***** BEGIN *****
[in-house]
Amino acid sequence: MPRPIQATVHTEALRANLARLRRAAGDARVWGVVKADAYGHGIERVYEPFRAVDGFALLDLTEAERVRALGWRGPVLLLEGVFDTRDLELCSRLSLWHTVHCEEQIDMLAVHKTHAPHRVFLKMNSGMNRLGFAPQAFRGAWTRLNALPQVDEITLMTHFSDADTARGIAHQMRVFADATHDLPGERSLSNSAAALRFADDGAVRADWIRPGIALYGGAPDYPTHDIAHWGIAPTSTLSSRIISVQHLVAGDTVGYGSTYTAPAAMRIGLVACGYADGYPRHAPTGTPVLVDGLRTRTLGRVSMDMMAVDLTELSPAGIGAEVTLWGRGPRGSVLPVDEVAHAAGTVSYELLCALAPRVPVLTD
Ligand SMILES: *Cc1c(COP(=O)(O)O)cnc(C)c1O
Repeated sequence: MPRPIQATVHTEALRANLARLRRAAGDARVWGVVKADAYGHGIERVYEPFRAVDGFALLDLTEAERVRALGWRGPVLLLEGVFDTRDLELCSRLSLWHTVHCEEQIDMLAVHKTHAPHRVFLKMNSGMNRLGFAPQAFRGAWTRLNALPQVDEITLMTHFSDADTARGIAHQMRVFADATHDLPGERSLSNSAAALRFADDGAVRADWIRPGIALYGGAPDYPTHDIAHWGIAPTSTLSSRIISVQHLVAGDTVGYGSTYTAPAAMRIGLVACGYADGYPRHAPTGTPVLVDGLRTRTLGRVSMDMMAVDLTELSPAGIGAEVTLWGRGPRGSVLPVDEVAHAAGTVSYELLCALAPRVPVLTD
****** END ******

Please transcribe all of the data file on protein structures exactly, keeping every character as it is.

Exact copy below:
[in-house]
Amino acid sequence: MPRPIQATVHTEALRANLARLRRAAGDARVWGVVKADAYGHGIERVYEPFRAVDGFALLDLTEAERVRALGWRGPVLLLEGVFDTRDLELCSRLSLWHTVHCEEQIDMLAVHKTHAPHRVFLKMNSGMNRLGFAPQAFRGAWTRLNALPQVDEITLMTHFSDADTARGIAHQMRVFADATHDLPGERSLSNSAAALRFADDGAVRADWIRPGIALYGGAPDYPTHDIAHWGIAPTSTLSSRIISVQHLVAGDTVGYGSTYTAPAAMRIGLVACGYADGYPRHAPTGTPVLVDGLRTRTLGRVSMDMMAVDLTELSPAGIGAEVTLWGRGPRGSVLPVDEVAHAAGTVSYELLCALAPRVPVLTD
Ligand SMILES: *Cc1c(COP(=O)(O)O)cnc(C)c1O
Repeated sequence: MPRPIQATVHTEALRANLARLRRAAGDARVWGVVKADAYGHGIERVYEPFRAVDGFALLDLTEAERVRALGWRGPVLLLEGVFDTRDLELCSRLSLWHTVHCEEQIDMLAVHKTHAPHRVFLKMNSGMNRLGFAPQAFRGAWTRLNALPQVDEITLMTHFSDADTARGIAHQMRVFADATHDLPGERSLSNSAAALRFADDGAVRADWIRPGIALYGGAPDYPTHDIAHWGIAPTSTLSSRIISVQHLVAGDTVGYGSTYTAPAAMRIGLVACGYADGYPRHAPTGTPVLVDGLRTRTLGRVSMDMMAVDLTELSPAGIGAEVTLWGRGPRGSVLPVDEVAHAAGTVSYELLCALAPRVPVLTD